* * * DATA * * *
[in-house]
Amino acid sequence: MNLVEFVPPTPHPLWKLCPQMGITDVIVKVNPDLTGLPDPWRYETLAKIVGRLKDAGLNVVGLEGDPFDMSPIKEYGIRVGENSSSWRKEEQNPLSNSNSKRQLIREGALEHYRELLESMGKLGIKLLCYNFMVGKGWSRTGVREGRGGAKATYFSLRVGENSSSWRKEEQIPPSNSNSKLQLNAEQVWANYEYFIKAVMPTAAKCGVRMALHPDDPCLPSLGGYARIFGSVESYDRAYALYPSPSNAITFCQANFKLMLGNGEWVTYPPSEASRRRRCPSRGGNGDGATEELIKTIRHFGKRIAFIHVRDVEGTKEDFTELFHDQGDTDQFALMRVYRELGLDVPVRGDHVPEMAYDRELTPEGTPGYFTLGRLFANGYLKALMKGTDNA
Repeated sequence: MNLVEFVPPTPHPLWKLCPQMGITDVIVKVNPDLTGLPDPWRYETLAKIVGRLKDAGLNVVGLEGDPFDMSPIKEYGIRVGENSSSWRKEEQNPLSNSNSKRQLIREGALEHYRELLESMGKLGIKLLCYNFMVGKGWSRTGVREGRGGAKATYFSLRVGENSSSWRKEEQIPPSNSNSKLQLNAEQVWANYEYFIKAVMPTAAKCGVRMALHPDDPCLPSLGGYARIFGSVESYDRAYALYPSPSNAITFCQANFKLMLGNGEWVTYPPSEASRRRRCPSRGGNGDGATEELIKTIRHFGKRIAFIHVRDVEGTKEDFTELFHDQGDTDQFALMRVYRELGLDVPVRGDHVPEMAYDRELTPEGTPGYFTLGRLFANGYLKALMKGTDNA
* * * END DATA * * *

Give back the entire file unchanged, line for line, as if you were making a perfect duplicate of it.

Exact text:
[in-house]
Amino acid sequence: MNLVEFVPPTPHPLWKLCPQMGITDVIVKVNPDLTGLPDPWRYETLAKIVGRLKDAGLNVVGLEGDPFDMSPIKEYGIRVGENSSSWRKEEQNPLSNSNSKRQLIREGALEHYRELLESMGKLGIKLLCYNFMVGKGWSRTGVREGRGGAKATYFSLRVGENSSSWRKEEQIPPSNSNSKLQLNAEQVWANYEYFIKAVMPTAAKCGVRMALHPDDPCLPSLGGYARIFGSVESYDRAYALYPSPSNAITFCQANFKLMLGNGEWVTYPPSEASRRRRCPSRGGNGDGATEELIKTIRHFGKRIAFIHVRDVEGTKEDFTELFHDQGDTDQFALMRVYRELGLDVPVRGDHVPEMAYDRELTPEGTPGYFTLGRLFANGYLKALMKGTDNA
Repeated sequence: MNLVEFVPPTPHPLWKLCPQMGITDVIVKVNPDLTGLPDPWRYETLAKIVGRLKDAGLNVVGLEGDPFDMSPIKEYGIRVGENSSSWRKEEQNPLSNSNSKRQLIREGALEHYRELLESMGKLGIKLLCYNFMVGKGWSRTGVREGRGGAKATYFSLRVGENSSSWRKEEQIPPSNSNSKLQLNAEQVWANYEYFIKAVMPTAAKCGVRMALHPDDPCLPSLGGYARIFGSVESYDRAYALYPSPSNAITFCQANFKLMLGNGEWVTYPPSEASRRRRCPSRGGNGDGATEELIKTIRHFGKRIAFIHVRDVEGTKEDFTELFHDQGDTDQFALMRVYRELGLDVPVRGDHVPEMAYDRELTPEGTPGYFTLGRLFANGYLKALMKGTDNA